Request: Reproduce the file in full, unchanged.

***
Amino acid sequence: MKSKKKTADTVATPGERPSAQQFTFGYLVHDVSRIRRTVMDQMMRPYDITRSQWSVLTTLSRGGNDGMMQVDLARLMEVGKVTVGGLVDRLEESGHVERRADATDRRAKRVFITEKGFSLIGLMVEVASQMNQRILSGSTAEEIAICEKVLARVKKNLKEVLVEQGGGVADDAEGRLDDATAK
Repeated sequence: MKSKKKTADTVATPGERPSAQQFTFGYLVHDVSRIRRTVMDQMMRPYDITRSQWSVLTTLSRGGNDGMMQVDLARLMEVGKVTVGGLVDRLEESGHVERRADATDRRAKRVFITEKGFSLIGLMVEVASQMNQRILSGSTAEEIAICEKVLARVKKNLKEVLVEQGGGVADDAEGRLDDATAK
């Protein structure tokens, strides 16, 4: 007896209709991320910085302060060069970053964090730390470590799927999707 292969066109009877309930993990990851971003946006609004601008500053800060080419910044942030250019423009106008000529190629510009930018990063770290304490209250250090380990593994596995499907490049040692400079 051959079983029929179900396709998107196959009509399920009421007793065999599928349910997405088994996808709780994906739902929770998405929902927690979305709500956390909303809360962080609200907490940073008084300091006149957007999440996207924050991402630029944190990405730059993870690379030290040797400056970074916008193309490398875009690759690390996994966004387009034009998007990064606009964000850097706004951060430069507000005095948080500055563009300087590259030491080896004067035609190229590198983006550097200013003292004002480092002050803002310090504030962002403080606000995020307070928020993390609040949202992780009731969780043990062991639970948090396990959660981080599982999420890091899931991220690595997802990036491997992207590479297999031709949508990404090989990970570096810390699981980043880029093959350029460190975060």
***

Amino acid sequence: MKSKKKTADTVATPGERPSAQQFTFGYLVHDVSRIRRTVMDQMMRPYDITRSQWSVLTTLSRGGNDGMMQVDLARLMEVGKVTVGGLVDRLEESGHVERRADATDRRAKRVFITEKGFSLIGLMVEVASQMNQRILSGSTAEEIAICEKVLARVKKNLKEVLVEQGGGVADDAEGRLDDATAK
Repeated sequence: MKSKKKTADTVATPGERPSAQQFTFGYLVHDVSRIRRTVMDQMMRPYDITRSQWSVLTTLSRGGNDGMMQVDLARLMEVGKVTVGGLVDRLEESGHVERRADATDRRAKRVFITEKGFSLIGLMVEVASQMNQRILSGSTAEEIAICEKVLARVKKNLKEVLVEQGGGVADDAEGRLDDATAK
């Protein structure tokens, strides 16, 4: 007896209709991320910085302060060069970053964090730390470590799927999707 292969066109009877309930993990990851971003946006609004601008500053800060080419910044942030250019423009106008000529190629510009930018990063770290304490209250250090380990593994596995499907490049040692400079 051959079983029929179900396709998107196959009509399920009421007793065999599928349910997405088994996808709780994906739902929770998405929902927690979305709500956390909303809360962080609200907490940073008084300091006149957007999440996207924050991402630029944190990405730059993870690379030290040797400056970074916008193309490398875009690759690390996994966004387009034009998007990064606009964000850097706004951060430069507000005095948080500055563009300087590259030491080896004067035609190229590198983006550097200013003292004002480092002050803002310090504030962002403080606000995020307070928020993390609040949202992780009731969780043990062991639970948090396990959660981080599982999420890091899931991220690595997802990036491997992207590479297999031709949508990404090989990970570096810390699981980043880029093959350029460190975060």